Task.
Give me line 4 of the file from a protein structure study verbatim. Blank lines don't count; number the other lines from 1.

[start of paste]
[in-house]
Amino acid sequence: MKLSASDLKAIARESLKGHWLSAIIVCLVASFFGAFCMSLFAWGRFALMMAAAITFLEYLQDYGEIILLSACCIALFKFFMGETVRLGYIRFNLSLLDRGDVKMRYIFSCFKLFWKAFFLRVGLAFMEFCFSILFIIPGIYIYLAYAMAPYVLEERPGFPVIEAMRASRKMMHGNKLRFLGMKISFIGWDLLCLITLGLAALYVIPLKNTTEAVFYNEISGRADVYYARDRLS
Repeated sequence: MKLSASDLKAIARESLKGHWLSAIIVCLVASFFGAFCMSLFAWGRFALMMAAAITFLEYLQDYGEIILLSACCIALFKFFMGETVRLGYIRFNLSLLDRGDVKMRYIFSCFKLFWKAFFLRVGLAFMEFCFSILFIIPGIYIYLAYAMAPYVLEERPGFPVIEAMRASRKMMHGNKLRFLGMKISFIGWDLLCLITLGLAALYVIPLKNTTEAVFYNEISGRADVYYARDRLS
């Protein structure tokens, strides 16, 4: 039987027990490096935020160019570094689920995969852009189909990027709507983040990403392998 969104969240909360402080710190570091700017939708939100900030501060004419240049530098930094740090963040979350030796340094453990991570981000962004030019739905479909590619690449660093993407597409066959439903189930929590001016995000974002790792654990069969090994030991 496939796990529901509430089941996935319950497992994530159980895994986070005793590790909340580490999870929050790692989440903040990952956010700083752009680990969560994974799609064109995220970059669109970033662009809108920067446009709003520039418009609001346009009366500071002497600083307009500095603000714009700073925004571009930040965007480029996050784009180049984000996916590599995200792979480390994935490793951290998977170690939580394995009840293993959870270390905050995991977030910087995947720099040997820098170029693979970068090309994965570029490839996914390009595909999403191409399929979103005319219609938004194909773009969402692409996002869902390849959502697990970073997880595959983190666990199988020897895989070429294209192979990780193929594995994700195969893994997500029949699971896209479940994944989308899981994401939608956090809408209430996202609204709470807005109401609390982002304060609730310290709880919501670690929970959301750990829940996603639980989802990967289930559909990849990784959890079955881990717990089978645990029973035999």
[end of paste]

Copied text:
């Protein structure tokens, strides 16, 4: 039987027990490096935020160019570094689920995969852009189909990027709507983040990403392998 969104969240909360402080710190570091700017939708939100900030501060004419240049530098930094740090963040979350030796340094453990991570981000962004030019739905479909590619690449660093993407597409066959439903189930929590001016995000974002790792654990069969090994030991 496939796990529901509430089941996935319950497992994530159980895994986070005793590790909340580490999870929050790692989440903040990952956010700083752009680990969560994974799609064109995220970059669109970033662009809108920067446009709003520039418009609001346009009366500071002497600083307009500095603000714009700073925004571009930040965007480029996050784009180049984000996916590599995200792979480390994935490793951290998977170690939580394995009840293993959870270390905050995991977030910087995947720099040997820098170029693979970068090309994965570029490839996914390009595909999403191409399929979103005319219609938004194909773009969402692409996002869902390849959502697990970073997880595959983190666990199988020897895989070429294209192979990780193929594995994700195969893994997500029949699971896209479940994944989308899981994401939608956090809408209430996202609204709470807005109401609390982002304060609730310290709880919501670690929970959301750990829940996603639980989802990967289930559909990849990784959890079955881990717990089978645990029973035999």